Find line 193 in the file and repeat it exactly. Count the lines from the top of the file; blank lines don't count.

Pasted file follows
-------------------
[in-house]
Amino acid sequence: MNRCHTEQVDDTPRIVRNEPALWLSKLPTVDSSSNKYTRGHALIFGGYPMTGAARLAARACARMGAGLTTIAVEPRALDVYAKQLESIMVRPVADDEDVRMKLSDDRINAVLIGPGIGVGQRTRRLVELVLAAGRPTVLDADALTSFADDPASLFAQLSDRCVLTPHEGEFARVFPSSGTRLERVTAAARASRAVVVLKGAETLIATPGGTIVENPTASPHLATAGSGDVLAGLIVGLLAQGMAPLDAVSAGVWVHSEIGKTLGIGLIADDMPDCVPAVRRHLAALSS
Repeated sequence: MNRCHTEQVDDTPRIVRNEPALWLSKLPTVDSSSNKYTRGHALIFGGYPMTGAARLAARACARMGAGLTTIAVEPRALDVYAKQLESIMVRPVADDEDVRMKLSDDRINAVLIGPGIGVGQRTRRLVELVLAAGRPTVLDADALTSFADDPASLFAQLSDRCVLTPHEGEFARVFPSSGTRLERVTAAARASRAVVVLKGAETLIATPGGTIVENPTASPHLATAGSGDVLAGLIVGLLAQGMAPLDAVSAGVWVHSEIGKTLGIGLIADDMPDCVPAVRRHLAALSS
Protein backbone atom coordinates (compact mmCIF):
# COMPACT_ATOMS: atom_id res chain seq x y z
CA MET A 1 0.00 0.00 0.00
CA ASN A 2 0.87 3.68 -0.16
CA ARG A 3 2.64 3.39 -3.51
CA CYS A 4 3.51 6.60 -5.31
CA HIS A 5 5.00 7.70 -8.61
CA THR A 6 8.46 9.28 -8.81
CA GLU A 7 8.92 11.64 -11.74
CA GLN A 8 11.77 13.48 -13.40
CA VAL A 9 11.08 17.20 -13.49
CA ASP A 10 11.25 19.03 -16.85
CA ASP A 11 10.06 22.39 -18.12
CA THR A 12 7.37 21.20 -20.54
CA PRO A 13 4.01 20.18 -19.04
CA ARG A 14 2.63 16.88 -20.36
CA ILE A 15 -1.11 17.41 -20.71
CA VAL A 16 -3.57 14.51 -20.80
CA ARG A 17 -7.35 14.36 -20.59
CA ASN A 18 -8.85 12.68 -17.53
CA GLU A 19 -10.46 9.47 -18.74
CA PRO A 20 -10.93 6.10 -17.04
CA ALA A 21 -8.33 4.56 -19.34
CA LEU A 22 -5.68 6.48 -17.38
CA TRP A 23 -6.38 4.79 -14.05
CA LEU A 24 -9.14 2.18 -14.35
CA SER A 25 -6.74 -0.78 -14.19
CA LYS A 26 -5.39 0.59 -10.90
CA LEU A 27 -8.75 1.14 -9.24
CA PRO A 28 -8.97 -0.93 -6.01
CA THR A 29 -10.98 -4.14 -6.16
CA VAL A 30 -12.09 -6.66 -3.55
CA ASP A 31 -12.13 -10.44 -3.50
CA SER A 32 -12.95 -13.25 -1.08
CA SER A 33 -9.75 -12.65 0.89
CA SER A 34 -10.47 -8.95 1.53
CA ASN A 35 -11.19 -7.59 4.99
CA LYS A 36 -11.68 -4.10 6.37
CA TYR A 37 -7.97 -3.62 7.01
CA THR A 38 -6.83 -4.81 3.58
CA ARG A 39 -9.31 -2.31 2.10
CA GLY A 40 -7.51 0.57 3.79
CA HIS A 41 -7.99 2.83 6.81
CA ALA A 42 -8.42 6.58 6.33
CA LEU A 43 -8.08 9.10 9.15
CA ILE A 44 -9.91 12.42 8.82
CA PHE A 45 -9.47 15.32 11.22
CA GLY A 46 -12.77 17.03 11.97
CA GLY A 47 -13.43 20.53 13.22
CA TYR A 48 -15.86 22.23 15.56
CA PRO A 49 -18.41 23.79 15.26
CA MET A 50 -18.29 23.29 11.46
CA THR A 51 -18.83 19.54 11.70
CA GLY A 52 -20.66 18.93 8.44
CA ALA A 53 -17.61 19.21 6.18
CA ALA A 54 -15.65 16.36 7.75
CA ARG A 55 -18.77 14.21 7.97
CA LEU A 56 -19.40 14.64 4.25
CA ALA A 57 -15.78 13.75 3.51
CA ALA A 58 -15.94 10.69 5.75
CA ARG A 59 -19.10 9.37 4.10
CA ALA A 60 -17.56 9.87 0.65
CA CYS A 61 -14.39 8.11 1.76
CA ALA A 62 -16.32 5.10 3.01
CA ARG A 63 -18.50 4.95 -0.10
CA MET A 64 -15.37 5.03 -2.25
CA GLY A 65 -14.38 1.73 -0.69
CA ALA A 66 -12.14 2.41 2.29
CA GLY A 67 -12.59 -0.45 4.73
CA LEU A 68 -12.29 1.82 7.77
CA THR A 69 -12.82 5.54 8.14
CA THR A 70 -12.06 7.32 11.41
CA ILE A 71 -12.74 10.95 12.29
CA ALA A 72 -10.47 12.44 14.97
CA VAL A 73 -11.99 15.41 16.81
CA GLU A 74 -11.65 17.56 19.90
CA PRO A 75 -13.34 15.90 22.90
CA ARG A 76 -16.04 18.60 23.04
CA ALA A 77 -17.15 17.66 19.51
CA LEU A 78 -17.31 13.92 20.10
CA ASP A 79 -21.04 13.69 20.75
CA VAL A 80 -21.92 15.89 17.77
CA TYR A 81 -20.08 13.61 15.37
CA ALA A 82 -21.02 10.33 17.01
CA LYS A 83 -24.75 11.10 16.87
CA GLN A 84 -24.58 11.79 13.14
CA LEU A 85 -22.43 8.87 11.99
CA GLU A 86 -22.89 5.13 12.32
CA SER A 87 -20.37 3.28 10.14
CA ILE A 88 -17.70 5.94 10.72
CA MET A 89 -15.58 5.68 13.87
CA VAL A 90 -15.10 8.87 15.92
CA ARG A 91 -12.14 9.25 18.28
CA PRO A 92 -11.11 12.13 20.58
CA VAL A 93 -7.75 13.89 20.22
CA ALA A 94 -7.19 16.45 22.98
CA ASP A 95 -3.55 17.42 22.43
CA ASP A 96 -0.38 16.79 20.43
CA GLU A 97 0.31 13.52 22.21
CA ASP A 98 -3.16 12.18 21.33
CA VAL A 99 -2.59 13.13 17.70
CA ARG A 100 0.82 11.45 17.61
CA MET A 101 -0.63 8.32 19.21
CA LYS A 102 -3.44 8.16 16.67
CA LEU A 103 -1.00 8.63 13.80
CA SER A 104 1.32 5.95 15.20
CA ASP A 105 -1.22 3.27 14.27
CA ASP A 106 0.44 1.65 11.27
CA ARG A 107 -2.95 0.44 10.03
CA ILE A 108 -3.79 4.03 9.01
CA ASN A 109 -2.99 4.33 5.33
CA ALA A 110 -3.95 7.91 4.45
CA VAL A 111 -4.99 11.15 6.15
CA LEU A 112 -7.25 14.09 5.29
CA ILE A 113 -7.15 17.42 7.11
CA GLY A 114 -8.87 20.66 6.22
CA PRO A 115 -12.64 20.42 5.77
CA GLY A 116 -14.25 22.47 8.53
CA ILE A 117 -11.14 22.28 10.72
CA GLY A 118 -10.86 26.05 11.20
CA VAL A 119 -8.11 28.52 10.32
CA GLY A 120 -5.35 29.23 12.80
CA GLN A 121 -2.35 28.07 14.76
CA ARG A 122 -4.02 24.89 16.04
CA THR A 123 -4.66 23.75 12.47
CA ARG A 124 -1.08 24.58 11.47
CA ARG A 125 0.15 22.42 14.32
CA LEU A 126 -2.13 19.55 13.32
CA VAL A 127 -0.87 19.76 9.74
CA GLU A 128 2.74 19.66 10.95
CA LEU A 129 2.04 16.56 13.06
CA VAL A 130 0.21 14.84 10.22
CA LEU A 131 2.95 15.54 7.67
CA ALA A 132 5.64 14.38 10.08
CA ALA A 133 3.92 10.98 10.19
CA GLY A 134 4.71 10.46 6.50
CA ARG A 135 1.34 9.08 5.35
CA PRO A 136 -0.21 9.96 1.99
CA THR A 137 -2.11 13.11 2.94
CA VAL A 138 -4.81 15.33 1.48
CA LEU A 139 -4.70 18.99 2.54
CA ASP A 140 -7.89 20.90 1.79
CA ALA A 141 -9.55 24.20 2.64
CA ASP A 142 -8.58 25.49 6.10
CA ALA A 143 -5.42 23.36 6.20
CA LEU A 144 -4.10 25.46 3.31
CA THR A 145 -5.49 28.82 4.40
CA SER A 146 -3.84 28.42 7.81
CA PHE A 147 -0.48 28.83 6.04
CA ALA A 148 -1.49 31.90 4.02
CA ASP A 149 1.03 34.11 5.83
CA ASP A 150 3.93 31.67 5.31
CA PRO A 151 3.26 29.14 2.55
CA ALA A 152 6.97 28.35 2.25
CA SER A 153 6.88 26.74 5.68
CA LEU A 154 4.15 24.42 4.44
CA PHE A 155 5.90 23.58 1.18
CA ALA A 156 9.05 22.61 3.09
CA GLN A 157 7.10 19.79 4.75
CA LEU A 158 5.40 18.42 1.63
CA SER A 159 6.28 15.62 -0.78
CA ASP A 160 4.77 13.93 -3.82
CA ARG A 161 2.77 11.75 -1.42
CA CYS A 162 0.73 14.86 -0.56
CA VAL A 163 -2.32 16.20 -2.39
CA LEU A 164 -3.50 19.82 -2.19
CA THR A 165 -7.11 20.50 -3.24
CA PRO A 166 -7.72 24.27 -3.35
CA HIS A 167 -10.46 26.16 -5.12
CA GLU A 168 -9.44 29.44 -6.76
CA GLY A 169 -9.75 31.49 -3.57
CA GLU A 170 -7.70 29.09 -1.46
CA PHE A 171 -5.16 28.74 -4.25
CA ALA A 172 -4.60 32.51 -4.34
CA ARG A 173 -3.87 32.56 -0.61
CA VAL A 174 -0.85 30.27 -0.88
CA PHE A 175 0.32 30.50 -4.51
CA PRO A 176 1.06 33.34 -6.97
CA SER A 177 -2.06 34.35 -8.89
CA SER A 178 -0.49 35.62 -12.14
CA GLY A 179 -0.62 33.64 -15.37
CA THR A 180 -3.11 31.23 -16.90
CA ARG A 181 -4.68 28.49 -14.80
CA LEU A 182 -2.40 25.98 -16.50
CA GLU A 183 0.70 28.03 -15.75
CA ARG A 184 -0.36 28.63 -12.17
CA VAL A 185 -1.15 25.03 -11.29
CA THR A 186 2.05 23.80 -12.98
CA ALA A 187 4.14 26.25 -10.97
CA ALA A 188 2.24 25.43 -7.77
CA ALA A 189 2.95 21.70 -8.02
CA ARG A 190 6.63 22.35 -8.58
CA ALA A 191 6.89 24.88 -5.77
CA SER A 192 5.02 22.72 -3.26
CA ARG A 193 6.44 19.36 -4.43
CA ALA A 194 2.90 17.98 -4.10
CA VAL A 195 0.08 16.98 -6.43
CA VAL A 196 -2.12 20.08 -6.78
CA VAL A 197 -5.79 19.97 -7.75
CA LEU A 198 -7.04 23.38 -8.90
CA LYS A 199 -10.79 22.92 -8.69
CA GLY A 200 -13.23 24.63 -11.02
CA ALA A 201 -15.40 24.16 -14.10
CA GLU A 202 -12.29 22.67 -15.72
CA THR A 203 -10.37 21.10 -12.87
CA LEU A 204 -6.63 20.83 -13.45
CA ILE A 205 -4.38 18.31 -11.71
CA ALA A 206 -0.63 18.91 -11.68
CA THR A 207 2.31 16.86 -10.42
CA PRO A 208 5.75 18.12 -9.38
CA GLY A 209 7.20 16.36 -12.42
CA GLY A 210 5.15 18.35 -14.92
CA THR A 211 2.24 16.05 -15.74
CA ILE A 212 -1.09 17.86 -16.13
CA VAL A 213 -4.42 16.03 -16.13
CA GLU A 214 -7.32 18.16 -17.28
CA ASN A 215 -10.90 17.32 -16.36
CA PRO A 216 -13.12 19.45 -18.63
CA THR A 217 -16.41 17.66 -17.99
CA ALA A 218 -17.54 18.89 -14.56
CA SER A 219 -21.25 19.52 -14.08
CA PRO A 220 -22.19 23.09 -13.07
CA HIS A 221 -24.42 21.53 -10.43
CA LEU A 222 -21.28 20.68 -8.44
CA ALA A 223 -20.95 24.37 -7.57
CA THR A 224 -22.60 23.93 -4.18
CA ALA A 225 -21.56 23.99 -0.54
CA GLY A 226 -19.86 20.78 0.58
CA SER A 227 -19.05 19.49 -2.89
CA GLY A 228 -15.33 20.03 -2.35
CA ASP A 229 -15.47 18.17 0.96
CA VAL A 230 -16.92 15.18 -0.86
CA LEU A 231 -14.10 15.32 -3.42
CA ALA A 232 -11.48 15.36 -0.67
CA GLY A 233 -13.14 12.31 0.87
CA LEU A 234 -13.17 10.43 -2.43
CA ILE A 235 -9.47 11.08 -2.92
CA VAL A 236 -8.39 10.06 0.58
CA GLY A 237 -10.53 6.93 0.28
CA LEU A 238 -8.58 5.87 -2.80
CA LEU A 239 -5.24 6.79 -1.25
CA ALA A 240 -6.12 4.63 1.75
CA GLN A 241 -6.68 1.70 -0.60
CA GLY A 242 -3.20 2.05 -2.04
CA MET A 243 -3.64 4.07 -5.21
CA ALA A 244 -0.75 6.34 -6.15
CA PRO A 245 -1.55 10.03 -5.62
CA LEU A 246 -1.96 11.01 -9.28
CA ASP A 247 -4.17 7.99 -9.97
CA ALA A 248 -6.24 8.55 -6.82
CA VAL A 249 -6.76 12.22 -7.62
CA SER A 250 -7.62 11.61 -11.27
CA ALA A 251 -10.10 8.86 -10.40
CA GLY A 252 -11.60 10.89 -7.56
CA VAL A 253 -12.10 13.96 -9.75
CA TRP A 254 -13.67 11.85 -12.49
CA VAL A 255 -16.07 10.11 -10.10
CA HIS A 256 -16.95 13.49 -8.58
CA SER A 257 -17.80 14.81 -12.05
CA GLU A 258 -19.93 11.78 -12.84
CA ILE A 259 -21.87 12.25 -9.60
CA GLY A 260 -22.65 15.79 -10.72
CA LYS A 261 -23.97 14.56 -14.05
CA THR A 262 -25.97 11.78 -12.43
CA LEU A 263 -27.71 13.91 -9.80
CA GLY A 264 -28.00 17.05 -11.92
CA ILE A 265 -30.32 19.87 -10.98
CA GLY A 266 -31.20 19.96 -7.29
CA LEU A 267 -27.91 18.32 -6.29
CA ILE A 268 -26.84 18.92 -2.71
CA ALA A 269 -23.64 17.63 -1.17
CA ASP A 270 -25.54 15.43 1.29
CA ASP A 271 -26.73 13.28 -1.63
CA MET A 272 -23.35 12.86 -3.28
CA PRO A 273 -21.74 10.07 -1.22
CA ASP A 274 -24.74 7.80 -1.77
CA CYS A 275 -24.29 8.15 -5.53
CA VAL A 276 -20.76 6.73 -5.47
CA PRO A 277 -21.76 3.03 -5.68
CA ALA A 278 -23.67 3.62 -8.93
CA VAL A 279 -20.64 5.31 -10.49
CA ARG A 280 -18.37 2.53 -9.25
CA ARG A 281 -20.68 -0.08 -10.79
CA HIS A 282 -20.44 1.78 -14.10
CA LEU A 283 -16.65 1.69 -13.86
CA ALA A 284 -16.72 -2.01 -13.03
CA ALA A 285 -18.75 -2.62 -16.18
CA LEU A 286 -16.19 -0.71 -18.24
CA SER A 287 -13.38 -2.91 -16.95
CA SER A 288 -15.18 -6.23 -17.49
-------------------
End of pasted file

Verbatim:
CA ALA A 188 2.24 25.43 -7.77